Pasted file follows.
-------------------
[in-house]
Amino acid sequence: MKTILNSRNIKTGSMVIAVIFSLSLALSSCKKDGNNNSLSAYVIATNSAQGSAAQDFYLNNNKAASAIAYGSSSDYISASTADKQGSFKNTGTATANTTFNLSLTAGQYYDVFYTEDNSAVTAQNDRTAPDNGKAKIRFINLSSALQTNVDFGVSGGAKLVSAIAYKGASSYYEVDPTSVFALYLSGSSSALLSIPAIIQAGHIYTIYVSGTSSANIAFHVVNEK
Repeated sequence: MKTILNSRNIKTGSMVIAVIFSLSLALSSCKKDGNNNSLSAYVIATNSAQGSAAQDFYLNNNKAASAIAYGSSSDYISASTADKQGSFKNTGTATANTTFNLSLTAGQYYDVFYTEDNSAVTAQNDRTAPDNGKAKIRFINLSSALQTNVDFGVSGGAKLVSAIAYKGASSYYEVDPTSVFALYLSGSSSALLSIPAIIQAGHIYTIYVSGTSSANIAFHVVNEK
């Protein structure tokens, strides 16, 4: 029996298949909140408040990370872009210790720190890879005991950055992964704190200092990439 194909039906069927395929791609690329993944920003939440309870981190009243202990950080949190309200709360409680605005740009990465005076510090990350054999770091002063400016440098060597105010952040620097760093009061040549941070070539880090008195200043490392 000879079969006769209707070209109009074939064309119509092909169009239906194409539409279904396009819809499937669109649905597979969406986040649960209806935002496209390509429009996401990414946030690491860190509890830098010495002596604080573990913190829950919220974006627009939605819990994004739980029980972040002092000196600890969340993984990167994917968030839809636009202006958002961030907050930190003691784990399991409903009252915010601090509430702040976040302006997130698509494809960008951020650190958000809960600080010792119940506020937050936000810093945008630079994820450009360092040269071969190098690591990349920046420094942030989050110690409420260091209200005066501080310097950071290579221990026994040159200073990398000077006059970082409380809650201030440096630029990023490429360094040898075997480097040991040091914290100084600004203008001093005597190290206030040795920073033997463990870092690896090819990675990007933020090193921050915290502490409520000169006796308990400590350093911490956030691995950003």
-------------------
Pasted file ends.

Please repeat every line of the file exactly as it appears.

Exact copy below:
[in-house]
Amino acid sequence: MKTILNSRNIKTGSMVIAVIFSLSLALSSCKKDGNNNSLSAYVIATNSAQGSAAQDFYLNNNKAASAIAYGSSSDYISASTADKQGSFKNTGTATANTTFNLSLTAGQYYDVFYTEDNSAVTAQNDRTAPDNGKAKIRFINLSSALQTNVDFGVSGGAKLVSAIAYKGASSYYEVDPTSVFALYLSGSSSALLSIPAIIQAGHIYTIYVSGTSSANIAFHVVNEK
Repeated sequence: MKTILNSRNIKTGSMVIAVIFSLSLALSSCKKDGNNNSLSAYVIATNSAQGSAAQDFYLNNNKAASAIAYGSSSDYISASTADKQGSFKNTGTATANTTFNLSLTAGQYYDVFYTEDNSAVTAQNDRTAPDNGKAKIRFINLSSALQTNVDFGVSGGAKLVSAIAYKGASSYYEVDPTSVFALYLSGSSSALLSIPAIIQAGHIYTIYVSGTSSANIAFHVVNEK
């Protein structure tokens, strides 16, 4: 029996298949909140408040990370872009210790720190890879005991950055992964704190200092990439 194909039906069927395929791609690329993944920003939440309870981190009243202990950080949190309200709360409680605005740009990465005076510090990350054999770091002063400016440098060597105010952040620097760093009061040549941070070539880090008195200043490392 000879079969006769209707070209109009074939064309119509092909169009239906194409539409279904396009819809499937669109649905597979969406986040649960209806935002496209390509429009996401990414946030690491860190509890830098010495002596604080573990913190829950919220974006627009939605819990994004739980029980972040002092000196600890969340993984990167994917968030839809636009202006958002961030907050930190003691784990399991409903009252915010601090509430702040976040302006997130698509494809960008951020650190958000809960600080010792119940506020937050936000810093945008630079994820450009360092040269071969190098690591990349920046420094942030989050110690409420260091209200005066501080310097950071290579221990026994040159200073990398000077006059970082409380809650201030440096630029990023490429360094040898075997480097040991040091914290100084600004203008001093005597190290206030040795920073033997463990870092690896090819990675990007933020090193921050915290502490409520000169006796308990400590350093911490956030691995950003």